Tesla’s new Model Y comes with a built-in heat pump to increase the efficiency of the car’s heating system, which should help it maintain a consistent range in cold climates, something that many EVs struggle with.

Electrek, By Jameson Dow

© Electrek | Tesla Model Y has a heat pump for consistent range in cold climates

Tesla delivered its first Model Y to a customer today, two days (or several months) ahead of schedule.  Along with this, Tesla finally posted the Model Y Owner’s Manual and training videos to help people prepare for their new cars.

In the Owner’s Manual, we’re finding some new insights about what features come standard in the car.  And one of them, it turns out, is a much-desired feature among cold weather drivers – a heat pump.

In the “climate control operating tips” section, it’s roughly identical to the same passage as in the Model 3, but with this additional entry:
“Model Y uses a heat pump to maximize efficiency; therefore, your air conditioning compressor and external fan may run and make noise even when the outside temperature is cold and your vehicle is heating or supercharging.”
The practical upshot of this is the less lost range in cold weather.

Every car loses range in the wintertime due to snow tires/snow/rain on the road (higher rolling resistance, more friction) and colder air (more drag).  EVs also sometimes lose range because energy needs to be used to heat the battery.  This can partially be solved by “preconditioning” your battery, or warming it up before you leave in the morning.  Methods to do this can be found in the owner’s manual.

But EVs also lose range because of their resistive heating system.  Tesla recommends that, if you can get away with it, using the seat heaters is more efficient than using the cabin heater.  But when it’s more than just a little cold, people will want the cabin heater to be on anyway.

In cold climates, this can result in significant range loss, well into double-digit percentages.

Most electric car heating systems work through heating coils.  Electricity is sent through a resistive heating element, which creates heat which is then blown out of vents to heat the cabin.

This differs from heating in ICE cars because combustion engines produce a lot of waste heat.  Heat is usually a waste of energy in cars because the heat you’re creating isn’t moving the car forward, so you’re not getting anything useful out of it.  When you run the heater, some of that waste heat is repurposed to warm up the cabin, which means that running the heater in a gas car doesn’t cost you any extra energy.  The air conditioning is a separate system, and does cost energy (and will reduce your gas mileage).

In an electric car, there’s much less waste heat, so this method isn’t as applicable.  That’s why resistive heating is used.  This means to create heat, energy from the battery needs to be expended – making cabin heating “cost more range” in an EV than it does in a gas car (really, it’s just that the ICE engine is always wasting that energy whether you want to or not, and an EV is only wasting that energy when asked to heat the cabin).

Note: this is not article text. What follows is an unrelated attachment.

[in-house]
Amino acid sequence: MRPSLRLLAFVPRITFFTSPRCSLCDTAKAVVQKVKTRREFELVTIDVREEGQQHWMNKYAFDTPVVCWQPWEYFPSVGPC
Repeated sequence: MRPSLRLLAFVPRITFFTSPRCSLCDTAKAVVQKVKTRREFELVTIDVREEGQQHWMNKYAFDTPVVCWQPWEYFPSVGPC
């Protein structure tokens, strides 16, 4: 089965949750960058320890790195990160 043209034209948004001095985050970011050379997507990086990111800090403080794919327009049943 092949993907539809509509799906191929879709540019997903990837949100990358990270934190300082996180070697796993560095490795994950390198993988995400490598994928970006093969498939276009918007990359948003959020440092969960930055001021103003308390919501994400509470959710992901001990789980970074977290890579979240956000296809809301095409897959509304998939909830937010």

Resistive heating systems are considered “100% efficient” in that all the electricity “lost” by the system is turned into heat, which is what you wanted anyway.  So 1 unit of electricity gets turned into 1 unit of heat energy.

But there’s a better way: a heat pump.  These just move heat from one place to another.  And they can do this for cheaper, energy-wise, than resistive heating.

Essentially, the only energy costs here are the cost of pumping fluid from one part of the car to the other.  The fluid picks up heat from one place (when flowing through a “heat exchanger”), then leaves that heat in another heat exchanger, where the climate control system blows the heat into the cabin.

This heat usually comes from an air source (like a reverse air conditioner), but it could also use waste heat from the car, perhaps cooling fluid from the warm powertrain.  We’re not sure if Tesla is using the latter, though the heat pump is right next to the motor, which can run quite hot.  Tesla has used waste motor heat in the past, but not for cabin heating.

So you spend 1 unit of energy and you get ~3 units of heat delivered to the cabin.  This isn’t “more than 100% efficient” because that would violate the laws of thermodynamics, but it does better use electricity to move heat around to where you want it, and away from where it’s not useful to you.

Some other electric cars use a heat pump – the Renault Zoe has one, and the Mini Cooper SE does as well, just to name a couple.  But most of them until now – including all other Tesla models so far – use resistive heating.

Tesla models tend to do well in cold climates already, but this will make them even better.

So this is a welcome addition (and one which should add more than one mile to your range in cold conditions) and should be great especially for the Model Y, which is targeting a “less urban” crowd since it’s a crossover rather than a sedan.

This article was originally published by Electrek. 
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